IQBAL, MUHAMMAD

spiritual father of Pakistan and leading Persian and Urdu poet of India in the first half of the 20th century (1877-1938). He was well versed in the various fields of European philosophy and thought. He was equally well read in the Eastern tradition, and special mention should be made of his analysis of Persian thought in his thesis of 1907.

 

IQBAL, MUHAMMAD (1877-1938; FIGURE 1), the spiritual father of Pakistan and leading Persian and Urdu poet of India in the first half of the 20th century. Born in Sialkot on 9 November 1877, Iqbal first learned Arabic and Persian, finished the Scotch Mission College in his hometown, and then joined the University of the Punjab in Lahore. After teaching for some time in the Oriental College, Iqbal, already known as a fine poet in Urdu, traveled to Cambridge (1905) on the advice of Sir Thomas Arnold (q.v.) to study Neo-Hegelian philosophy and law. In the summer of 1907 he went to Heidelberg to learn German, and submitted a thesis on “The Development of Metaphysics in Persia” at the University of Munich in November 1907. One year later he returned to Lahore, where he taught philosophy for some time; but he spent most of his life as a lawyer.

The period of his spiritual change can be witnessed in his notebook Stray Reflections (1910). In 1911 he found his way to a new style of powerful poetry; the long Urdu poem “Šikwā” (Complaint), in the spirit and form of Alṭāf Ḥosayn Ḥāli’s (q.v.) Musaddas, is the first expression of this activity. The Muslims’ complaint in this poem that God has forsaken them is answered, a year later, in “Jawāb-e Šikwā,” in which God blames the indolent Muslims and tells them that they bring misfortune upon themselves. In 1915 Iqbal’s first major Persian work appeared: Asrār-e ḵᵛodi "The Secrets of the self.” In this maṯnavi, written in the meter of Rumi’s Maṯnavi, he preaches, not the dissolution of man’s being in the ocean of God as the highest goal, but rather the strengthening of personality, activity, and courage. His readers, used to the sweet melodies of Persian lyrics, were shocked, especially by Iqbal’s attack on Ḥāfeẓ (q.v.), which was excluded from the second edition. Two years later another maṯnavi in the same style, Romuz-e biḵᵛodi “Mysteries of selflessness,” followed. It explained the individual’s duties in the ideal community of Muslims and the role of this community in the world: as the “seal of communities” they should act, following the Prophet’s example, as “mercy for the worlds” (Koran 21:107).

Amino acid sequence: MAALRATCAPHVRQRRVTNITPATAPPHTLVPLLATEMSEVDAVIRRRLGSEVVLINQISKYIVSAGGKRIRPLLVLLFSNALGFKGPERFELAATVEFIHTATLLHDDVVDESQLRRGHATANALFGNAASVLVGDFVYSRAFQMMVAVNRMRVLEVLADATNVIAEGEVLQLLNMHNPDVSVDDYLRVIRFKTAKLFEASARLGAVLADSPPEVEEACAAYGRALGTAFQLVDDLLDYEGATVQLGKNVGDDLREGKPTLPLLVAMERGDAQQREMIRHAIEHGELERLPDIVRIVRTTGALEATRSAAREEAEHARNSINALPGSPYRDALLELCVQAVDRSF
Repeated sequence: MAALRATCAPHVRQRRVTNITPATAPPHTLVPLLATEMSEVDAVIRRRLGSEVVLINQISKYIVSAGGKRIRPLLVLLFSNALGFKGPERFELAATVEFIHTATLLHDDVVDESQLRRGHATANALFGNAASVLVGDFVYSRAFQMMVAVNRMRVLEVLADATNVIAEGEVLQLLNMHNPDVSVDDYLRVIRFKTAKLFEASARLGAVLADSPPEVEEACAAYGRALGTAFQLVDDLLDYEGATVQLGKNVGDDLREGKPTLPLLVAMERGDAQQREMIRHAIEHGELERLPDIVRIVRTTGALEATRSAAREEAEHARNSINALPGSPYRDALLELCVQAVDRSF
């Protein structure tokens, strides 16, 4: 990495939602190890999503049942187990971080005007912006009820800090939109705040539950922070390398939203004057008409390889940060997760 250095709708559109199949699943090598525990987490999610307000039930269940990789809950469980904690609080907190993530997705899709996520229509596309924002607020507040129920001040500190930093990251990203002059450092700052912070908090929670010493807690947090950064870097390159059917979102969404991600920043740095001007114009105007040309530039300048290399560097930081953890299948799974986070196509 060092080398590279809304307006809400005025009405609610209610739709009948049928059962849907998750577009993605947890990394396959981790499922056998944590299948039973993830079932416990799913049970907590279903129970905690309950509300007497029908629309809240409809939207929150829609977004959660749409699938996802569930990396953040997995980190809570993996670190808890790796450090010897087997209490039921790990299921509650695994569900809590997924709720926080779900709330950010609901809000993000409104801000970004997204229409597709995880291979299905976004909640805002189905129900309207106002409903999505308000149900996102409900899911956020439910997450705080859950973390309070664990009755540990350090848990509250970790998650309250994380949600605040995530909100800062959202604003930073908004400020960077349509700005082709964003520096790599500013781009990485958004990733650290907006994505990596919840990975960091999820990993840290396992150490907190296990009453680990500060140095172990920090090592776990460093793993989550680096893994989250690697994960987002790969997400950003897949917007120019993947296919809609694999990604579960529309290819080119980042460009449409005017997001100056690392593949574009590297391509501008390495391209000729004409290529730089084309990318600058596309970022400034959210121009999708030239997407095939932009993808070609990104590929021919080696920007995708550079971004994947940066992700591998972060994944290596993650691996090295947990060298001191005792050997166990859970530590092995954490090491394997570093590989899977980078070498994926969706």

In 1922 Iqbal was knighted by the British Crown. One year later, his Persian answer to Goethe’s West-Östlicher Divan, the Payām-e mašreq "Message of the East,” was published. This fascinating work contains not only quatrains and ḡazals in the classical style, but many interesting remarks about European philosophers and politicians. One year later, a collection of Iqbal’s Urdu poetry appeared, called Bāng-e darā “Sound of the caravan bell,” as the poet felt like the bell that leads the striving and confused pilgrims on the right path towards the Kaʿba in Mecca. In 1927 Iqbal published his Zabūr-e ʿajam “Persian Psalms,” a collection of beautiful Persian poetry. Its third part, “Golšan-e rāz-e jadid,” is his answer to Maḥmud Šabestari’s Golšan-e rāz (717/1317-18) and deals with the problems of God, man, and the worlds.

In 1928 Iqbal, who participated in the activities of the Muslim League of his native province, toured various universities in India to deliver a series of six lectures, later published under the title The Reconstruction of Religious Thought in Islam, a work which is indispensable for the interpretation of his poetry. In 1930 he was called to preside over the annual session of the Muslim League in Allahabad, and it was there that he first voiced the idea of a separate Muslim nation in the northwestern part of then British India, the nucleus of what was to become Pakistan. In 1931 and 1932 Iqbal participated in the Round Table Conferences in London. He made his way home, first via Jerusalem, and the second time through France (where he met Henry Bergson and Louis Massignon), Spain (to meet Miguel Asin Palacios and to visit the Mosque of Cordova, which inspired one of his greatest Urdu poems), and, finally, Italy.